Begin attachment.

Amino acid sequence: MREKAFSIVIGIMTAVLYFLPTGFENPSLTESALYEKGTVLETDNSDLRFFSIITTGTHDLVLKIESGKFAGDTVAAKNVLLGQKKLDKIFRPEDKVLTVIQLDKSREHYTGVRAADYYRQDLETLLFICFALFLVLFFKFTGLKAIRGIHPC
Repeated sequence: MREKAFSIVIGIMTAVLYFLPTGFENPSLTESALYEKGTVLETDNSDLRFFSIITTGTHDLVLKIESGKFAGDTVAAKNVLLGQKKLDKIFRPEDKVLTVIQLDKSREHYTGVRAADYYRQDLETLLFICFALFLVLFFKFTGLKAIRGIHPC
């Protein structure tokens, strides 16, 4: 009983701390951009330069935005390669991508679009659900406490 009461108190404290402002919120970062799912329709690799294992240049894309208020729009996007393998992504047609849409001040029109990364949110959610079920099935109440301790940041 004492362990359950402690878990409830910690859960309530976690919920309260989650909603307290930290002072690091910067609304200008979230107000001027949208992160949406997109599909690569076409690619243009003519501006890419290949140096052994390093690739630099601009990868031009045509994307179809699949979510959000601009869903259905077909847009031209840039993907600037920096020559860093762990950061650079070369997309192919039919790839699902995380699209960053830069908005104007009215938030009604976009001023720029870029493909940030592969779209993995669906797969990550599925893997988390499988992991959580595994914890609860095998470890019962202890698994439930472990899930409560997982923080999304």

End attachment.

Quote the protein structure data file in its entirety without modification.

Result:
Amino acid sequence: MREKAFSIVIGIMTAVLYFLPTGFENPSLTESALYEKGTVLETDNSDLRFFSIITTGTHDLVLKIESGKFAGDTVAAKNVLLGQKKLDKIFRPEDKVLTVIQLDKSREHYTGVRAADYYRQDLETLLFICFALFLVLFFKFTGLKAIRGIHPC
Repeated sequence: MREKAFSIVIGIMTAVLYFLPTGFENPSLTESALYEKGTVLETDNSDLRFFSIITTGTHDLVLKIESGKFAGDTVAAKNVLLGQKKLDKIFRPEDKVLTVIQLDKSREHYTGVRAADYYRQDLETLLFICFALFLVLFFKFTGLKAIRGIHPC
């Protein structure tokens, strides 16, 4: 009983701390951009330069935005390669991508679009659900406490 009461108190404290402002919120970062799912329709690799294992240049894309208020729009996007393998992504047609849409001040029109990364949110959610079920099935109440301790940041 004492362990359950402690878990409830910690859960309530976690919920309260989650909603307290930290002072690091910067609304200008979230107000001027949208992160949406997109599909690569076409690619243009003519501006890419290949140096052994390093690739630099601009990868031009045509994307179809699949979510959000601009869903259905077909847009031209840039993907600037920096020559860093762990950061650079070369997309192919039919790839699902995380699209960053830069908005104007009215938030009604976009001023720029870029493909940030592969779209993995669906797969990550599925893997988390499988992991959580595994914890609860095998470890019962202890698994439930472990899930409560997982923080999304």